Artist and designer Fernando Mastrangelo is well versed in the art of collaboration. His latest venture is with designer Anna Karlin, with whom this week he presents CHUNK, a limited edition collection of sculptural design. In the days leading up to New York’s Design Week, we caught up with Mastrangelo at his Brooklyn studio to chat about Mexico, his rapidly growing design practice and a few of the young artists he’s got his eye on.
How did CHUNK come to be? It came to be when Anna and I first met last year, I had an immediate response to her work and then asked her to be in our summer group show “In Good Company.” She was the first designer to agree to be in the show and we’ve been friends ever since. Around January of this year we emailed and said, “let’s do the stool collaboration” and then things moved very quickly from there. Anna designed the Chess Stools and we figured out the scale of the pieces and then the wood prototypes arrived at my studio. We then started molding everything and figured out the engineering, and then finally started the casting process. The whole thing came together beautifully and organically, and I think the pieces turned out amazing!
What is most important to you in a collaboration? Letting go. Just allow things to flow, I don’t like feeling restricted or restricting anyone. Things have to be smooth and egos have to be checked at the door. This is my first true collaboration in furniture and it went so well, I’d be excited to do it again. Anna has an incredible eye and her execution is perfect, so I trusted her 100 percent.
Who are your design heroes? I’m still somewhat new to the design world, having started making furniture in 2014, so the list is constantly growing! But I’d say Joseph Dirand, Carlo Scarpa and John Lautner have had the biggest impact so far. I’m also very focused on the future of art and design, so I’m always looking to younger generations for inspiration too.
If you had to describe a singular space as perfect, what would it be and why? John Lautner. He combines minimal, with rough organic, mixed into harmony with the surrounding landscape. He’s a master. I’m looking for even more integration now, how can we have architecture not only live in harmony with nature and it’s surroundings, but be built as a landscape, to emulate nature. That would be perfection to me.
What was the most fun you’ve had on the job (a particular client, a buying trip, an anecdote you’d like to share)? House hunting in Mexico for an upcoming FMS project. Can say anything just yet… but it’s certainly shaping up to be the most fun we’ve had yet.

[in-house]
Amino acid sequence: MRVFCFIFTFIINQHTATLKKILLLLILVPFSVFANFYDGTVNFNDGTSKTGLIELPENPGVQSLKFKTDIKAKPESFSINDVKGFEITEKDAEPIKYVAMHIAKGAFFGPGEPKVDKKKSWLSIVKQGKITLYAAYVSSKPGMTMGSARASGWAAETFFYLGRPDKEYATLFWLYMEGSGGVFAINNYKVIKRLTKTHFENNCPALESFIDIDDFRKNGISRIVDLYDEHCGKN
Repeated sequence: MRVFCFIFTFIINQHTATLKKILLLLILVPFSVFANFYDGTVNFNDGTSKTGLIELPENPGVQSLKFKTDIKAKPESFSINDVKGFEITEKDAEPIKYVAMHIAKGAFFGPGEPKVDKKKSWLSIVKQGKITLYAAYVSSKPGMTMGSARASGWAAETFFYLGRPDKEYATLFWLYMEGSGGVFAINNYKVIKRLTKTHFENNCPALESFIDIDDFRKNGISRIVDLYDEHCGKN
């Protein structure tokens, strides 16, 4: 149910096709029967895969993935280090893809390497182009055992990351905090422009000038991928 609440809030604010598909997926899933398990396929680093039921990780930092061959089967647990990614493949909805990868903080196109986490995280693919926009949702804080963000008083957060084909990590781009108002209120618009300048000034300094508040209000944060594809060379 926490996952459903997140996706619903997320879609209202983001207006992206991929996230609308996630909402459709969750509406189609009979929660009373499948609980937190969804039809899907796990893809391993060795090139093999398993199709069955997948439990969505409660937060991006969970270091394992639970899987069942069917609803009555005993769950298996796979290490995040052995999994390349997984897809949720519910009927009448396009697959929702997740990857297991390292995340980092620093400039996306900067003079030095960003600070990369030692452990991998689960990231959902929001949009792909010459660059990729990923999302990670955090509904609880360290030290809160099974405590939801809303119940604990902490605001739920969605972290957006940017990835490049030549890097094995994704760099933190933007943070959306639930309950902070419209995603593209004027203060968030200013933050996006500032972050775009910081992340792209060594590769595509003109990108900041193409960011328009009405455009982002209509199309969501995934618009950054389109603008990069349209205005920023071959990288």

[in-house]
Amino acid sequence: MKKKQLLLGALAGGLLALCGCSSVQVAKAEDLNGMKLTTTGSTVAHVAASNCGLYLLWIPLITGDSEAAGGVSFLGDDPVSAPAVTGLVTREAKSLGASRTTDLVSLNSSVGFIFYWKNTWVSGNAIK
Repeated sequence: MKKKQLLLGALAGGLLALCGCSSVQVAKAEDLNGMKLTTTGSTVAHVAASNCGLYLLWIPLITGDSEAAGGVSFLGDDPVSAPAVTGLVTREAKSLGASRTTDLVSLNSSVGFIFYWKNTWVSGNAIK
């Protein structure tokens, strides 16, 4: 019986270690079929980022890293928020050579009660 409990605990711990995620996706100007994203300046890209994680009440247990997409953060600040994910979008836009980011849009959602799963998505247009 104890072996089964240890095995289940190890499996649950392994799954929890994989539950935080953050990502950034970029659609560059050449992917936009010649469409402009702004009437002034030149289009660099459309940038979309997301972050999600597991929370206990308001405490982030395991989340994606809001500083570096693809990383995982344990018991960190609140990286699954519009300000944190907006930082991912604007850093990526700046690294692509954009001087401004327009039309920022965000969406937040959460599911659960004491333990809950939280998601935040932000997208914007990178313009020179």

Contemporary artists, who have your attention? Jose Davila, Nir Hod, Marguerite Humeau.
Artists you collect? I collect artist that are still unknown and that have come into my life… And people that I want to support. These are a few of the most recent: Amanda Richards, Bailey Fontaine, Cait Porter, Carolina Malagamba.
How do you celebrate the completion of a project? We usually party. Last year we rented a penthouse room at the Bowery and got shut down by security. That was after the Maison Gerard Show.
What’s your favorite urban escape? Central Park.
Where was the last place you visited and a design highlight from that trip? Merida, Mexico. Just got back this week. Mexican tiles originated there and all traditional colonial homes have these incredible floors that change from room to room. I LOVE them!
Tell us about your studio: how many people, location, size, etc.? We’re in East New York, which is a neighborhood in Brooklyn, just past Bushwick. we have 10 people in the studio and some partners that take us about 14 to run the studio. The studio itself is 10,000 square feet with a 1,00- square-foot gallery at the entrance.
What are some of your current projects? Some are top secret, but I’ve launched the collaboration with Anna and another for Sight Unseen OFFSITE with my old time friend Boyd Holbrook. We’re making a piece for charity that benefits climate change. We’re also gearing up for the second annual edition of “In Good Company”—and we’ve got an amazing roster of artists and designers participating this year, so stay tuned!